The heroism and sacrifice of the Merchant Navy was recognised as the Red Ensign was unfurled at Arbroath’s Signal Tower museum by a WWII hero who survived for 19 days in an open lifeboat after his ship was torpedoed by a Japanese submarine.
Minister for Parliamentary Business and Veterans, Graeme Dey MSP, joined serving members of the armed forces for the ceremony, which is part of a growing movement led by maritime charity Seafarers UK.
It invites local authorities to fly the official flag of the UK Merchant Navy from civic buildings and on prominent flagpoles on Merchant Navy Day.
September 3 was selected to mark the anniversary of the sinking of merchant vessel SS Athenia, with the loss of 128 lives, just hours after the start of hostilities of the First World War.
This year, the flag will be flown at up to 1,000 locations throughout the UK.
Addressing the gathering, Angus Provost Ronnie Proctor said: “Those who served in the fourth service, as the merchant navy is often known felt that merchant seafarers had been largely unacknowledged and certainly undervalued for far too many years, especially those who served on the notorious Arctic Convoys.
“But we should remember that during WWII alone, there were almost 5,000 British and Allied ships lost and almost 63,000 British and Allied merchant seaman killed in action.
“More recently, during the Falklands war 43 merchant ships along with 24 ships from the Royal Fleet Auxiliary were all manned by Merchant Seamen.
Mr Proctor outlined the importance of the merchant navy today, saying: “95% of everything you see in the shops arrives by sea, in all weathers, every day. British made goods are exported throughout the world thanks to our Merchant Navy.
“The UK is still a major world centre of expertise in the maritime sector for ship-broking, insurance and legal services, and contributing £26.5 billion to the UK’s GDP.”
The Provost also paid tribute to Captain Sandy Davidson who had been invited to raise the flag.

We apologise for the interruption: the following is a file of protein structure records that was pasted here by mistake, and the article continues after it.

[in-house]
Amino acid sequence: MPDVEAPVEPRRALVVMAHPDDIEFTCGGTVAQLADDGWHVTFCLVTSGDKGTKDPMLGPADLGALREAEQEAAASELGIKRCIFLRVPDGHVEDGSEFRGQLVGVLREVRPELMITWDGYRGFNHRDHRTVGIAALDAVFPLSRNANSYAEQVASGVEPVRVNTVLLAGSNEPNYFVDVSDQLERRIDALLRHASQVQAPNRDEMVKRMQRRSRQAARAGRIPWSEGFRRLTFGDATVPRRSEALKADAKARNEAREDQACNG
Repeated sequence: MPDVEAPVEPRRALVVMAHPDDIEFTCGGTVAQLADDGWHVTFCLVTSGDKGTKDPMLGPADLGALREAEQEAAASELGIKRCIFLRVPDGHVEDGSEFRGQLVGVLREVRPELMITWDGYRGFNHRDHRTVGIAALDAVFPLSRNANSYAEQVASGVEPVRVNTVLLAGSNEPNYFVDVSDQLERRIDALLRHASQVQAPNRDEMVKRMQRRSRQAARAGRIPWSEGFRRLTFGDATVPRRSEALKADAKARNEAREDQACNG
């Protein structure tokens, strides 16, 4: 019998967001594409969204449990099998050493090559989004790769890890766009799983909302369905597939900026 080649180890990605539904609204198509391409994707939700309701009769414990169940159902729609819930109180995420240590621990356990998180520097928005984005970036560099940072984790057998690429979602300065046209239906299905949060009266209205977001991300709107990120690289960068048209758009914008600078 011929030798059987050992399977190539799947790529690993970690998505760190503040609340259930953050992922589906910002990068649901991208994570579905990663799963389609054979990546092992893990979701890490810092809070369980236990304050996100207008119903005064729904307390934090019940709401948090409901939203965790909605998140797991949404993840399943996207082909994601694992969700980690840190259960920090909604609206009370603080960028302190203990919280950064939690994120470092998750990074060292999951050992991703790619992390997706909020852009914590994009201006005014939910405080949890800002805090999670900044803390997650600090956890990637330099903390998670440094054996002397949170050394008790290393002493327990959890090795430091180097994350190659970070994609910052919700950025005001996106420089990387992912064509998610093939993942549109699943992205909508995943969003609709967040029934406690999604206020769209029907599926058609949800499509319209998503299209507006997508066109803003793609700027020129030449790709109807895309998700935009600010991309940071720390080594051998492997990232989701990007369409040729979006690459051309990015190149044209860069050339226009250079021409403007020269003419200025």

Mr Davidson’s merchant ship, the Larchbank, was torpedoed by a Japanese submarine in 1943 and, in danger of being machine gunned, he was pulled from shark infested waters into a lifeboat.
Sailing on average just 24 miles per day it eventually landed at Sri Lanka, the crew having exhausted their limited supplies of food and water.
Mr Davidson, who now receives support from veteran’s charity Scottish War Blind said: “It is quite an honour to be asked to raise the Merchant Navy Flag by the Provost as my entire career was spent in the Merchant Navy.
“There aren’t many of us around now who actually served during the Second World War, in fact I may be the only one in this area.”
Under an agreement reached between former Angus Council supremo Richard Stiff and the then-Provost of Angus, it was decided that the Red Ensign would be flown in Arbroath and Montrose on alternate years.
However, the proposed absence of the Red Ensign in Montrose this year drew criticism from a number of retired Merchant Navy sailors, who argued that the flag should be flown in both of the county’s principal ports on Merchant Navy Day, instead of one.
Councillor Bill Duff countered the demand, arguing the Saltire should be flown from the principle council building in Montrose at all times and should not be removed for any other flag.